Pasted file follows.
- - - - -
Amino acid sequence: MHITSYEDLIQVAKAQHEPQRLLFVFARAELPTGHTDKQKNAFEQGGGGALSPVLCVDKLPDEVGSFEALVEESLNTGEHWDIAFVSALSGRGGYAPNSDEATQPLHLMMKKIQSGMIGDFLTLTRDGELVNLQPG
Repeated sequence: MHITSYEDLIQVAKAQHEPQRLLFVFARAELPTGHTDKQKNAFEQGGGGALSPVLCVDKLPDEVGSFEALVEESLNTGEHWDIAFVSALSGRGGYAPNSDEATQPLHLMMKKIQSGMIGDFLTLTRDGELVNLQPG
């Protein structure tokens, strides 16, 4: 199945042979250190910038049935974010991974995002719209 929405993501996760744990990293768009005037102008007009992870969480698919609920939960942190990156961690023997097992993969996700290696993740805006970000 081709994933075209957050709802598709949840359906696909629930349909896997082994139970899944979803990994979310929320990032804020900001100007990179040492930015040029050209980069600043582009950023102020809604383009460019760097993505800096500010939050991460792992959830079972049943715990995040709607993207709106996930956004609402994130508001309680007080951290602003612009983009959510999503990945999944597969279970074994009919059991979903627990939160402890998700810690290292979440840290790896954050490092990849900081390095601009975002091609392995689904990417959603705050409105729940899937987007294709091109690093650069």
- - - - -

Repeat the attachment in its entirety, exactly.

Amino acid sequence: MHITSYEDLIQVAKAQHEPQRLLFVFARAELPTGHTDKQKNAFEQGGGGALSPVLCVDKLPDEVGSFEALVEESLNTGEHWDIAFVSALSGRGGYAPNSDEATQPLHLMMKKIQSGMIGDFLTLTRDGELVNLQPG
Repeated sequence: MHITSYEDLIQVAKAQHEPQRLLFVFARAELPTGHTDKQKNAFEQGGGGALSPVLCVDKLPDEVGSFEALVEESLNTGEHWDIAFVSALSGRGGYAPNSDEATQPLHLMMKKIQSGMIGDFLTLTRDGELVNLQPG
């Protein structure tokens, strides 16, 4: 199945042979250190910038049935974010991974995002719209 929405993501996760744990990293768009005037102008007009992870969480698919609920939960942190990156961690023997097992993969996700290696993740805006970000 081709994933075209957050709802598709949840359906696909629930349909896997082994139970899944979803990994979310929320990032804020900001100007990179040492930015040029050209980069600043582009950023102020809604383009460019760097993505800096500010939050991460792992959830079972049943715990995040709607993207709106996930956004609402994130508001309680007080951290602003612009983009959510999503990945999944597969279970074994009919059991979903627990939160402890998700810690290292979440840290790896954050490092990849900081390095601009975002091609392995689904990417959603705050409105729940899937987007294709091109690093650069």